Miami Green Homes


There Goes The Neighborhood: Miami – Part 2 (From The Stakes) | WLRN

The fear of mass displacement isn’t paranoia for black people in Liberty City. It’s family history. WLRN and WYNC studios present the second episode of a
— Read on www.wlrn.org/post/there-goes-neighborhood-miami-part-2-stakes



Climate Gentrification – study applied to Miami – Interesting podcast. There Goes the Neighborhood: Miami—Part 1 (from The Stakes) | WLRN

First of 3 parts looking at the concept of climate gentrification in Miami. Does seawater change where future developments will happen? Taking over high ground LIttle Haiti and Liberty City for future developments may suggest that it is a real consideration.

Listen to the podcast through WLRN.

The sea level is rising–and so is the rent.  WLRN and WYNC studios present the first episode of a three part series on climate gentrification.
— Read on http://www.wlrn.org/post/there-goes-neighborhood-miami-part-1-stakes



These Sustainable Hotels Are Doing Good for Their Communities–and the World | AFAR

6 ways that hotels across the globe are investing in sustainable practices and making the world better, one step at a time.
— Read on www.afar.com/magazine/6-ways-hotels-around-the-world-are-working-to-become-more-sustainable

Sustainable architecture on the list! An important element for any “place”



The Role(s) of the Architects – what we really do

 

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Let’s keep the role and influence of the individual architect a little reasonable and in perspective here. There are so many varying aspects of architecture employment. Few actually design, especially design all the time. Most are executing some sort construction documents or other legal text relevant to the building at hand, research materials or local building and zoning code. When design actually happens, it is a very rewarding for most. So design, as conceived as the main role of the architect by the public, is in fact a rather small aspect of the overall practice.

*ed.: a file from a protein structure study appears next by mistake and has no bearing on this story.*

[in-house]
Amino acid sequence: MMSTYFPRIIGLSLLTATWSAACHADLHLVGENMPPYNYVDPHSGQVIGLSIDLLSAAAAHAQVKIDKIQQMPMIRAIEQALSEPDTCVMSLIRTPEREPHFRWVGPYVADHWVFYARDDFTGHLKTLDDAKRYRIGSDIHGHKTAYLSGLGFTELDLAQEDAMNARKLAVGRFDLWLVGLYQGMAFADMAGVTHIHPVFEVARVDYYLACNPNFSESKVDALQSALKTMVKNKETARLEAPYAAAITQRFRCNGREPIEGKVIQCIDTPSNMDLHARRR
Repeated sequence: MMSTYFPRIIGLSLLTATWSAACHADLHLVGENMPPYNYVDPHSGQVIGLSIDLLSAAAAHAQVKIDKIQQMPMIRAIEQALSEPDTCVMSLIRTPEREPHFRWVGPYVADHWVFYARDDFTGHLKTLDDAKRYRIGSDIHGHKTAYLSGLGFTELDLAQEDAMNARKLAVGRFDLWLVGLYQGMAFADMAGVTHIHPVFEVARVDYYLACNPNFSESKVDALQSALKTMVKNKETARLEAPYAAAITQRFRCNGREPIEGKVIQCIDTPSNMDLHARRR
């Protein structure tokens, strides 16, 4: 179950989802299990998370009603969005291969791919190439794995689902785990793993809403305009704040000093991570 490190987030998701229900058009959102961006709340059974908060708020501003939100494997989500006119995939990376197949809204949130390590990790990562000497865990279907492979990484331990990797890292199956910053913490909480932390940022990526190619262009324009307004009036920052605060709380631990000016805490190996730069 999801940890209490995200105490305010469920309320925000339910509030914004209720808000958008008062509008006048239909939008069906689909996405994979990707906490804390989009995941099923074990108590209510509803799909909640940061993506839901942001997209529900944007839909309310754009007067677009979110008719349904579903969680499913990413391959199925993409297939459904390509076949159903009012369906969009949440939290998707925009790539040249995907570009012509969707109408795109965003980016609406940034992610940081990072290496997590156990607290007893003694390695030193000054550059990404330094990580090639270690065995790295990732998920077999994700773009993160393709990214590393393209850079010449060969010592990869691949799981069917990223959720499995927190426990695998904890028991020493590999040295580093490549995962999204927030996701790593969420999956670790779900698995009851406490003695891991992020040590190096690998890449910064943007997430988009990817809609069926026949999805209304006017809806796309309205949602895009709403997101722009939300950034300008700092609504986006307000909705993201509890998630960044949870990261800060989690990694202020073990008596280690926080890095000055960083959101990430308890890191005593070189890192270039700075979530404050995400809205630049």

In general the role of the licensed architect, is to orchestrate a number of parts required for the project into a coherent fashion to the success of said project. Like the CEO of a company, the architect is the leader of the project. This holds true during the planning and design phases, and shifts during the actual construction phase. Here the architect takes an observatory role, rather than a leading role within the project team.

What are the typical parts of a design team? Every project is a little different, but most include the owner, the client, a group of engineers and the staff of the architect itself.

Beyond leading the above noted project, there are many roles within an architectural practice. Like any business, staff relating to the legal operation, such as accounting, marketing, etc. are required but may be considered elsewhere. As for the actual architectural breakdown, here are key positions within an architectural firm. The big three are:

Draftsperson and production staff are generally operating software to literally produce the drawings that communicate the design intent and any details required for construction. This used to be hand drafting, but those days are long gone.  Largest portion of the architectural practice, consumes the most time.

Designer – coveted spot. Actually design the project. Most creative and theoretic aspect of architecture.

Project manager – little design, lots of production, lots of research and written texts. Overall understanding of project, contracts, coordination with others. Most engaging portion of the practice.



Voyage MIA article – meet Sebastian Eilert

Thank you to Voyage MIA for the feature of the day! Nice to meet you, too. 

http://voyagemia.com/interview/meet-sebastian-eilert-sebastian-eilert-architecture-south-dade-county/



Building information modeling, or BIM, is the newest generation of software used for design and creation of documents for architectural projects.